When an Instant Pot Moves In

by Denise D.

What’s for dinner?

Three simple words. So much angst. What is for dinner? In my fantasies, it’s something different, yummy, healthy, quick and sure to please my picky teens. More likely, dinner is familiar, boring, processed, of dubious nutritional benefit, and likely to launch dinner table scowls. Not to mention too much kitchen clean-up. Like many frustrated dinner providers, I’ve heard tales of how an Instant Pot would change my life.

One pot wonder?

“It’s magic,” asserted a friend who works full-time and yet manages to present a homemade delight every evening. “You have to get one.”

“Where would we put it? Aren’t they expensive? Wouldn’t it just be another space-hogging appliance like the crock pot that takes up space and rarely gets used?” countered the spouse.

“It’s both a slow cooker and a pressure cooker… I think?” I inserted, dubiously. What did I really know about this mythical one-pot wonder? Could it really be all that? Would it bring domestic joy instead of mutterings of, “Crock pot dinner? Again?”

Appliance showdown

Round and round went this discussion. For months. Then our oven/stove broke. Kaput. The replacement was going to take weeks. Down to a microwave and crock-pot, desperation sunk in.

We bought an Instant Pot. My scientist spouse immediately began playing with it, flipping through the instructions and checking out the settings. Being the library one, I placed holds on Instant Pot cookbooks. After reading through several introductions, I was finally ready to experiment.

Test run

Scanning the recipes and our pantry, I threw out a few options. “Tomato basil soup,” voted the younger son. “Okay,” I agreed, setting to chopping a small onion, two carrots and two fennel stems (stepping in for celery). Press saute, pour in some olive oil, throw in the diced veggies, sprinkle with salt and saute until softened. Add canned tomatoes, broth, pepper, tomato paste, cubed bread, and dried basil. Cancel saute, close the lid, set the vent to seal, press the soup button, set timer to five minutes.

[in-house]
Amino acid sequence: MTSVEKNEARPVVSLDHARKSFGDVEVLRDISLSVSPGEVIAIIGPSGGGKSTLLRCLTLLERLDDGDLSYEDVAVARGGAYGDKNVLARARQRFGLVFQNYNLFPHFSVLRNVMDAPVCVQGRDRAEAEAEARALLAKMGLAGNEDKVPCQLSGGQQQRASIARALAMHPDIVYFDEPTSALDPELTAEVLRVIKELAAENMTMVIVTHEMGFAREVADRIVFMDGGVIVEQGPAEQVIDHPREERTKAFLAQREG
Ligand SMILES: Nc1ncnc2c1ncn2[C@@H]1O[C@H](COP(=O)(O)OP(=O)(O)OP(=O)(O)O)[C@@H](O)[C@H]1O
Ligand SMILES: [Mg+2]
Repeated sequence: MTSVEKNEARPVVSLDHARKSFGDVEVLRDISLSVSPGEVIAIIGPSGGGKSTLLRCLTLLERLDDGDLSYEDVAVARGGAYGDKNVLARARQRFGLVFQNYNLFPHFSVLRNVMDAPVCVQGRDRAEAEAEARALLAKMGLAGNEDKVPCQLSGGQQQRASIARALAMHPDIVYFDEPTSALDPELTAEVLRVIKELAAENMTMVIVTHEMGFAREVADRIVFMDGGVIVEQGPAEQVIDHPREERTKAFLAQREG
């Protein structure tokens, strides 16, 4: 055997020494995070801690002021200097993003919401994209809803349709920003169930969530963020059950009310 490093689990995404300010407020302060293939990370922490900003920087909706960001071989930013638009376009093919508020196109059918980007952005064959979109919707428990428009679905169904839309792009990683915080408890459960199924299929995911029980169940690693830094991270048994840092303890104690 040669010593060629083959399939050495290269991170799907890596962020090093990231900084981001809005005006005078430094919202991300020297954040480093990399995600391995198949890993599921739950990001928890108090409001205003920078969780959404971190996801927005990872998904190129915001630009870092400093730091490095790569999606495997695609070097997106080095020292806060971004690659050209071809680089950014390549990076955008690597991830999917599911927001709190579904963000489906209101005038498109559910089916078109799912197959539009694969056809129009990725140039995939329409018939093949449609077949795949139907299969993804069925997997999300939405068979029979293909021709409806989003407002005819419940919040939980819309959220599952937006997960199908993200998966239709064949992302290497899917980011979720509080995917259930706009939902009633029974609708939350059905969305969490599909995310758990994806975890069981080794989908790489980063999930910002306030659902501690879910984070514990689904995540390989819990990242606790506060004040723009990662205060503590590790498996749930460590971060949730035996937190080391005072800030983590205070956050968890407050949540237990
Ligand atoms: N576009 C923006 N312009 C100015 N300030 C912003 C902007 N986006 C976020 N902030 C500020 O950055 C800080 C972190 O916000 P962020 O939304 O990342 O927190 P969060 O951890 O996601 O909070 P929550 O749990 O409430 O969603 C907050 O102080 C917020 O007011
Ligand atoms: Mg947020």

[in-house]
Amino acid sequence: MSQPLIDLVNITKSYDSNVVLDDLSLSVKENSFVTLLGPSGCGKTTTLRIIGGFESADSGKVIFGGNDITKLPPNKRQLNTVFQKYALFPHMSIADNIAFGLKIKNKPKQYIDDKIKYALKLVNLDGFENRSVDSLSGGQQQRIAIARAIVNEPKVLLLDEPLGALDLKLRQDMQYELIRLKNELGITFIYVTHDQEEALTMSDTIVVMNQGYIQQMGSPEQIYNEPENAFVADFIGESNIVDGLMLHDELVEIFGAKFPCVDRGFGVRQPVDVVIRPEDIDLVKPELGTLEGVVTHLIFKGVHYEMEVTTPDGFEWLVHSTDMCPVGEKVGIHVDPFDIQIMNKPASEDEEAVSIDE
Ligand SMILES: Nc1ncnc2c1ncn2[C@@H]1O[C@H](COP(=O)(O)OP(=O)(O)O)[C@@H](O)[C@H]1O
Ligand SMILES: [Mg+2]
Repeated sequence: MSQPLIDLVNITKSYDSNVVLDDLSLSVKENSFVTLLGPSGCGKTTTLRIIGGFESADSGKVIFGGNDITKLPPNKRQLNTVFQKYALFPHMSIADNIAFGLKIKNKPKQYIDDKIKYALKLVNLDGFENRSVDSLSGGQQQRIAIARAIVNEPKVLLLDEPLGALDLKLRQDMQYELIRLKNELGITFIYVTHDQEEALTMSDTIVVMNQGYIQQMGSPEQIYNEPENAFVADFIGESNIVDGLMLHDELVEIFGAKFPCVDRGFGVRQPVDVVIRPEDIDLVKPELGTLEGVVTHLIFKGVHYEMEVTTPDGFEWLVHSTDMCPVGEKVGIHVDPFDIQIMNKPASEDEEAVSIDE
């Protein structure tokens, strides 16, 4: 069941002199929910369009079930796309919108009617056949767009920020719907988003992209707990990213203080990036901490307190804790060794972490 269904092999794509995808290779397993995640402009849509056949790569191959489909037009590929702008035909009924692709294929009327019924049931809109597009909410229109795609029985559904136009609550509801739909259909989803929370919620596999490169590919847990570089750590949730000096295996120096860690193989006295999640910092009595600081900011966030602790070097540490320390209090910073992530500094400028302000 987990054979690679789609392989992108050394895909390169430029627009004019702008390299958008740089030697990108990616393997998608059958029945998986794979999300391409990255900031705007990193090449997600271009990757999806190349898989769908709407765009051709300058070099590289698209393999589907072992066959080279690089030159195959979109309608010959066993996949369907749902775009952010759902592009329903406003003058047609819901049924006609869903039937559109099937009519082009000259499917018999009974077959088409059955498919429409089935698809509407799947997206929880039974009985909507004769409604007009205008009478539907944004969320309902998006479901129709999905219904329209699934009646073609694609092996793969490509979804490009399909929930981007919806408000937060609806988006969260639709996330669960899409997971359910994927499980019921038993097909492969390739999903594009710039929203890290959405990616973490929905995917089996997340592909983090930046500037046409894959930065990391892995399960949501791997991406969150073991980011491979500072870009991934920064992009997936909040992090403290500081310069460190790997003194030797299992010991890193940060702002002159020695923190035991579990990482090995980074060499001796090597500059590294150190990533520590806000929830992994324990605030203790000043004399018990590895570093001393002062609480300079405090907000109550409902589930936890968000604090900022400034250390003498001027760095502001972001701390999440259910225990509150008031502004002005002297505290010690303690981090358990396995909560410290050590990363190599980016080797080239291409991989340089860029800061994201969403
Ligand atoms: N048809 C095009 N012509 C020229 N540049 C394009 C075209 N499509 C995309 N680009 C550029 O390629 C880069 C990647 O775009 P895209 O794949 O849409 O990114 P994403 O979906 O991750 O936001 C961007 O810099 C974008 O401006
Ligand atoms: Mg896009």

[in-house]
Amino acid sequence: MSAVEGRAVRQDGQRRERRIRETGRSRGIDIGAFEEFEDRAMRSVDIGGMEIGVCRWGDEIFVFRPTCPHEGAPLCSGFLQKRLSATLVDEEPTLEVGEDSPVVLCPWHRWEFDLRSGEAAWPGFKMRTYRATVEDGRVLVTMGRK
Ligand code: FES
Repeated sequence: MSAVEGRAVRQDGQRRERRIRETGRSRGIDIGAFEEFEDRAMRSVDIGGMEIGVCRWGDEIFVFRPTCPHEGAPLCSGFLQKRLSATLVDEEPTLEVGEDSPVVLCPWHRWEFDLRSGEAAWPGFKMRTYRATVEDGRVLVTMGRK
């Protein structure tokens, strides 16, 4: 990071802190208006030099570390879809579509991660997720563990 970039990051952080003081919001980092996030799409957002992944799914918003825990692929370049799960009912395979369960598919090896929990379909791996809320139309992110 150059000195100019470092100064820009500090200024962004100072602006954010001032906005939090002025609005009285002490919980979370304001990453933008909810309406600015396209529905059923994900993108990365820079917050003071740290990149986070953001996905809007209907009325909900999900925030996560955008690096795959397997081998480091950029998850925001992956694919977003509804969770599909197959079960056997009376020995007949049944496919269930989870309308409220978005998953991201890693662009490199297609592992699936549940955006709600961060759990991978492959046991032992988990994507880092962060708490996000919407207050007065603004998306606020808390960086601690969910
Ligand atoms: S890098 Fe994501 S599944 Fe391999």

Then wait. About twenty minutes to reach the pressure. Five minutes to cook. Ten minutes to naturally vent. Then carefully move the vent to open. Wait for the steam to stop.  (Yes, readers, you can sit down and read a book during the waiting. But pay full attention to the vent when releasing and keep all body parts away.)

Ladle into bowls. Distribute.

“This is amazing.”

“Keep this recipe. You need to make it again.”

“This is even better than the tomato basil soup we buy.”

“Can I get seconds?”

“And there’s only one pot to wash.”

There may be only one pot, but thankfully there are several cookbooks to keep the inspiration and magic alive. Do you Instant Pot? What are some of your favorite recipes or cookbooks?




One response to “When an Instant Pot Moves In”

  1. Kimberly P. says:

    So I just got one of these (it’s sitting as a “present from Santa” (ie: me) under the tree) and I’m excited to see how it turns out. I had heard so much from coworkers about it that I thought to give it a shot. I have at least ten Instant Pot cookbooks from the library so this post is perfect! I adore tomato basil soup so that’s on my list!

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